As part of efforts towards attaining the ActionAid Nigeria Women Voice and Leadership (WVL) program’s anticipated outcome of improving management and sustainability of local women’s rights organizations and enhancing advocacy and programming for gender equality in Nigeria, Women’s Rights and Health Project (WRAHP), organized a two-day leadership training for 12 Community-Based Organization (CBOs) in Lagos State, who are ActionAid Nigeria WVL project partners.
Participants at the event were Chief Executive Officers (CEOs) and Mid-Level Managers of the CBOs drawn from the three senatorial zones of Lagos State.
The training, which was held on March 29th and 30th, and organized by WRAHP, the local women’s rights organization managing the Action-Nigeria CBO partners, focused on principles of effective leadership, self-leadership, developing and applying leadership skills, and conflict management.
The training also aimed, among other things; to strengthen the capacity of the 12 CEOs with skills in strategic leadership, strategies for managing generational diversity in the workplace, emotional intelligence, and improved management, as well as improvement of institutional capacities of the 12 CBOs.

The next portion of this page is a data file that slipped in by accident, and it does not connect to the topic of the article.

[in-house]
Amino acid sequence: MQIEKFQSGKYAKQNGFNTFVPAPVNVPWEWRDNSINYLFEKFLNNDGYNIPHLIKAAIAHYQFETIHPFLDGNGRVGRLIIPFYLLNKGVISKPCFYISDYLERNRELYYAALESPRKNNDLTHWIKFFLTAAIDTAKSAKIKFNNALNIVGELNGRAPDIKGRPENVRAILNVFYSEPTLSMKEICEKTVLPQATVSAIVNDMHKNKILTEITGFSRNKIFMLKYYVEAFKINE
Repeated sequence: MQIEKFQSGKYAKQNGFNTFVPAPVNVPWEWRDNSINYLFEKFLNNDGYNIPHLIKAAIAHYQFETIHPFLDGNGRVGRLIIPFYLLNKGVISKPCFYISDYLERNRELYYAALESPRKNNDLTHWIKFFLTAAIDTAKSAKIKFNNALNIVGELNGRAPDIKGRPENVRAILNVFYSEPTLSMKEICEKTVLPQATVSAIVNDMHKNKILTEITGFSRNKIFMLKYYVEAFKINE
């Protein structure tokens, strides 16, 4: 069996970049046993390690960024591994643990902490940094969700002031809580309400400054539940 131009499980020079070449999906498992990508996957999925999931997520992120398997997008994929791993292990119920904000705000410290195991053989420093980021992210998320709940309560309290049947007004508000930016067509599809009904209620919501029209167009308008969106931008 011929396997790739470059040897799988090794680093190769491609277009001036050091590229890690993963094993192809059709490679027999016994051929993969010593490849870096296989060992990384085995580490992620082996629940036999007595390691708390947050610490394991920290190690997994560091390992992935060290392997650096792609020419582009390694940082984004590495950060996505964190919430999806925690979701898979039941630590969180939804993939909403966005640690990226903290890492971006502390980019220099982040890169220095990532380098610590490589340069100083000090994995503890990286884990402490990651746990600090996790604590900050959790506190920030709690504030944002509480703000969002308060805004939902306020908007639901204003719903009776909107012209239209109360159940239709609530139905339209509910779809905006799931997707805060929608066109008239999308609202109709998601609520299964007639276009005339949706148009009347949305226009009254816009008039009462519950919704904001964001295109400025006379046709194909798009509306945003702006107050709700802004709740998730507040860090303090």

Bose Ironsi, the Founder and Executive Director of WRAHP, managers of Ireti Resource Center,
told First News at the program that the whole essence of the program, which is being sponsored by Global Affairs Canada through ActionAid Nigeria, remained to build the capacity of the 12 women-led CBOs in several ways.
“This program is a five-year project and we are about to round off the fourth year. What we’re doing is building the capacity of the CBOs in so many things. This is because we believe that CBOs are very key in the development process. For development to get to the community people there’s the need to strengthen and enhance the capacity of CBOs to be able to achieve that.
“So, we’ve taken them on financial management, monitoring and evaluation, fundraising, resource mobilization, and many others,” she said.